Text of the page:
“It's spring fever. That is what the name of it is. And when you've got it, you want — oh, you don't quite know what it is you do want, but it just fairly makes your heart ache, you want it so!” — Mark Twain
Cambridge Dictionary Spring Clean -
· to clean all of a place, especially your house, very well, including parts you do not often clean:
· to organize something, getting rid of the things you do not need:
· an occasion when you clean all of a place, especially your house, very well, including parts you do not often clean:
· an occasion when you organize something, getting rid of the things you do not need:
The term “Spring Cleaning” has been a part of the human lexicon ever since we left the cave for four walls and a roof. In most all cultures Spring Cleaning can be linked to kind of heavy-duty cleaning or organizing enterprise. Back in the day when the fireplace was “central air” Spring meant it was warm enough to open the windows and air out the house, clean the fireplace and wash the walls off the loot. These days we don’t have to scrub the walls of black marks from ash, however, we should make time to still scrub the walls for our physical and mental health.
Maggie Vaughan, a New York-based psychotherapist, was questioned on how cleaning during times of stress is beneficial. “It ends up becoming an informal mindfulness practice of sorts… In this state, you’re often able to observe outside thoughts, concerns, and fears with less reactivity and distress…
Not that we deliberately choose to practice mindfulness in this way, but it could be an unconscious reason why we gravitate toward cleaning in times of heightened anxiety.”
“You may very well find you think, feel, and sleep better with a clean, less cluttered space. Also, the process of sorting through items, reorganizing, and getting rid of the excess by tossing, donating, or recycling them can be mentally refreshing and liberating,” (Wendy Bazilian, DrPH, RD, an expert in public health and nutrition).
Spring Cleaning could actually remove “the skeleton from the closet”
Our personal skeletons can come in many forms, metaphorically speaking, stress of debt, feelings of no control, relationship troubles or fears of a pandemic. Life can get overwhelming so doing a chore that is repetitive can allow the mind to relax.
“People like to be able to predict things, to know what’s coming… From a survival perspective, predictability allows us to plan and better protect ourselves from potential threats… In this state, you’re often able to observe outside thoughts, concerns, and fears with less reactivity and distress… Not that we deliberately choose to practice mindfulness in this way, but it could be an unconscious reason why we gravitate toward cleaning in times of heightened anxiety,” (Psychotherapist Maggie Vaughan).
Back in 2019, our neighbors across the pond (A cleaning company in the U.K.) conducted study about “How do you feel when your house is dirty?”
· 90% of the Brits surveyed said a messy house makes them feel unproductive and even unhappy.
· 54% said they had canceled plans because of a dirty house.
· 7 in 10 Brits ‘frequently’ argue with other occupants about household chores. More than 50% of those who argue said the kitchen is the most volatile room.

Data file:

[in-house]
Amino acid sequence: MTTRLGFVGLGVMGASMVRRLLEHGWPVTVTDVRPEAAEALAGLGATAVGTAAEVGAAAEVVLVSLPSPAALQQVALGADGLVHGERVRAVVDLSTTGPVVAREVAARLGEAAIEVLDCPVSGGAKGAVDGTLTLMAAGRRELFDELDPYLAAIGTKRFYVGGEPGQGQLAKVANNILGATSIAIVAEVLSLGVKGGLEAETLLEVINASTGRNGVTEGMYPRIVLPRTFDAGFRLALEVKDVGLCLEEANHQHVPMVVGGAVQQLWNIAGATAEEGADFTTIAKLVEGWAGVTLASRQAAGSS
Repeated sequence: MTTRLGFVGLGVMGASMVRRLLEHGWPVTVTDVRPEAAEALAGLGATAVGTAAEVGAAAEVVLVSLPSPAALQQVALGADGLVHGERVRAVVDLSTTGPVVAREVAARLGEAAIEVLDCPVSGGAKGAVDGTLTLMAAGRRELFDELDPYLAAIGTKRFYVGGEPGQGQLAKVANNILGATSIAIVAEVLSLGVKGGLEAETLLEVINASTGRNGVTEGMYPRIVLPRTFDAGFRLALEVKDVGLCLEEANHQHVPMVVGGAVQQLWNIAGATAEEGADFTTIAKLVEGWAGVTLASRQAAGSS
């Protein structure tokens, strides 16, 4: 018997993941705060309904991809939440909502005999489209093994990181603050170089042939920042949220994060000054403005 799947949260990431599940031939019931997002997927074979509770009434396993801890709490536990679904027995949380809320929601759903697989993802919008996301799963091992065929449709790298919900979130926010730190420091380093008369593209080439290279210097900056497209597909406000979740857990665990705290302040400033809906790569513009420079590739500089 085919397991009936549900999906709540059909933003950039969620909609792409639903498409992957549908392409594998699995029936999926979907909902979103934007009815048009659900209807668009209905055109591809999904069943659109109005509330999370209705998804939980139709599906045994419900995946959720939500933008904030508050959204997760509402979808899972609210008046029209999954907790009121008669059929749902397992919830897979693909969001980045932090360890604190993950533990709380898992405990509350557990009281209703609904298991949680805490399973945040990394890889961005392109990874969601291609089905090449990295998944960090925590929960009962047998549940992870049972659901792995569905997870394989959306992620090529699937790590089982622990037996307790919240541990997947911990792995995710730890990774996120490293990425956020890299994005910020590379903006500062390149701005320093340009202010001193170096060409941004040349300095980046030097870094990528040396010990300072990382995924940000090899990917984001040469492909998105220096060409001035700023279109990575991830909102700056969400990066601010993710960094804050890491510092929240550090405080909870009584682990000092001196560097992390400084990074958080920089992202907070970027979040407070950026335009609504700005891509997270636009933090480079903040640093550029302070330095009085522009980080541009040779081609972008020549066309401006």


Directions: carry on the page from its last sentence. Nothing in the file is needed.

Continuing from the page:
Some more interesting studies on cleanliness and person health:
· Cornell University study - people living in messy, chaotic environments consume more junk food. We all know how we feel when we eat too much junk food… It should be easy to see how eating a whole bag of chips or cookies could lead to feeling anxious.
· Princeton Neuroscience institute study - in disorganized spaces people are more stressed, distracted and less productive. It makes sense that the benefits of an uncluttered environment would lead to reduced feelings of anxiety. If a clean house, or the act of cleaning itself, reduces stress and increases feelings of productivity, then those things should help decrease levels of anxiety.
Quick Ways to get them sweet endorphins pumping
Double Bonus: Cleaning briskly kick start neuro-chemical respond to pump endorphins, which reduces stress hormones, natural mood booster and pain killer.
· Sort through clothing, toiletries, and paperwork. Get
rid of things that no longer serve you.
· Vacuum all carpeted area “vigorously”
· Scrub out the refrigerator
· Donate clothes you don’t wear anymore
Spring Cleaning benefits our Health
Keep from Tripping on Old Bones
Falls are the leading cause of injury-related death in more than 1 in 4 adults over age 65 fall each year (according to CDC). Just by tidying up your place you can reduce the risk of falls. “A clean home helps prevent injuries like slips, trips, bumps, and falls. Having a clear path and removing obstacles in the form of backpacks, purses, shoes, sports equipment, or shopping bags and more can help reduce the risk of accidents,” (Wendy Bazilian, DrPH, RD, an expert in public health and nutrition).
Cleaning things you touch a lot — or several people use often — can help you avoid illness and minimize the spread of viruses and bacteria.
“There is a more constant patrol of keeping things clean now [with coronavirus concerns], but it is also a great thing to tackle all those major contact points and deep-clean during spring... Keeping surfaces and sinks and items such as cutting boards clean can improve food safety, which helps minimize foodborne symptoms or illness,” (Wendy Bazilian, DrPH, RD, an expert in public health and nutrition).
How to clean to prevent illness
· Clean the items you use most, or items that could come in contact with your mouth, eyes, or nose: cellphone, keyboard, bedding, and towels.
· Tackle several different areas in the kitchen, such as the fridge and freezer, pantry, counters, cupboards.
· Deep-clean the sink every day, as it can harbor more bacteria than a toilet.
· Clean bathrooms and other places that are shared with family members more frequently.